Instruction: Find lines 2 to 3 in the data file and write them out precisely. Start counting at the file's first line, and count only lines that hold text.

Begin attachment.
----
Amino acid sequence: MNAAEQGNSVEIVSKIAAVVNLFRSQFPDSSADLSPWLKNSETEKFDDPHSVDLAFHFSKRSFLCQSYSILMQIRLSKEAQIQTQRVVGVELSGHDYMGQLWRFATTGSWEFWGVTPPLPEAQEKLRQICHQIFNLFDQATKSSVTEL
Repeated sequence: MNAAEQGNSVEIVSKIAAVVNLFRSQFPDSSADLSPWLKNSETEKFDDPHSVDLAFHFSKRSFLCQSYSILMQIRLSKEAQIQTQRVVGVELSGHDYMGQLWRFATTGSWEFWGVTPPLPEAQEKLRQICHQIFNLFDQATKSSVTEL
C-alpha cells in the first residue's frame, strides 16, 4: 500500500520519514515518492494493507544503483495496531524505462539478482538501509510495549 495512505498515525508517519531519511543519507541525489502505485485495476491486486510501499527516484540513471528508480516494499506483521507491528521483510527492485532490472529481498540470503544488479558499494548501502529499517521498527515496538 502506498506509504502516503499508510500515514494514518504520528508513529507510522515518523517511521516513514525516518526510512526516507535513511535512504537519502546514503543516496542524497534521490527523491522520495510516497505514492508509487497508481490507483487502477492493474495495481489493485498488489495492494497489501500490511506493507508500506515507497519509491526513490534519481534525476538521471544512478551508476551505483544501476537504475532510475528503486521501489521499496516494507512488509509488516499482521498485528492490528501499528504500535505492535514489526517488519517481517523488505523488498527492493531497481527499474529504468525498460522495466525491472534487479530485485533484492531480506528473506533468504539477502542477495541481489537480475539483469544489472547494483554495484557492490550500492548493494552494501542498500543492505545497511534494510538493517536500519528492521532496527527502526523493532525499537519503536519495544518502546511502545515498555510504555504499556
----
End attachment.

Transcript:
Repeated sequence: MNAAEQGNSVEIVSKIAAVVNLFRSQFPDSSADLSPWLKNSETEKFDDPHSVDLAFHFSKRSFLCQSYSILMQIRLSKEAQIQTQRVVGVELSGHDYMGQLWRFATTGSWEFWGVTPPLPEAQEKLRQICHQIFNLFDQATKSSVTEL
C-alpha cells in the first residue's frame, strides 16, 4: 500500500520519514515518492494493507544503483495496531524505462539478482538501509510495549 495512505498515525508517519531519511543519507541525489502505485485495476491486486510501499527516484540513471528508480516494499506483521507491528521483510527492485532490472529481498540470503544488479558499494548501502529499517521498527515496538 502506498506509504502516503499508510500515514494514518504520528508513529507510522515518523517511521516513514525516518526510512526516507535513511535512504537519502546514503543516496542524497534521490527523491522520495510516497505514492508509487497508481490507483487502477492493474495495481489493485498488489495492494497489501500490511506493507508500506515507497519509491526513490534519481534525476538521471544512478551508476551505483544501476537504475532510475528503486521501489521499496516494507512488509509488516499482521498485528492490528501499528504500535505492535514489526517488519517481517523488505523488498527492493531497481527499474529504468525498460522495466525491472534487479530485485533484492531480506528473506533468504539477502542477495541481489537480475539483469544489472547494483554495484557492490550500492548493494552494501542498500543492505545497511534494510538493517536500519528492521532496527527502526523493532525499537519503536519495544518502546511502545515498555510504555504499556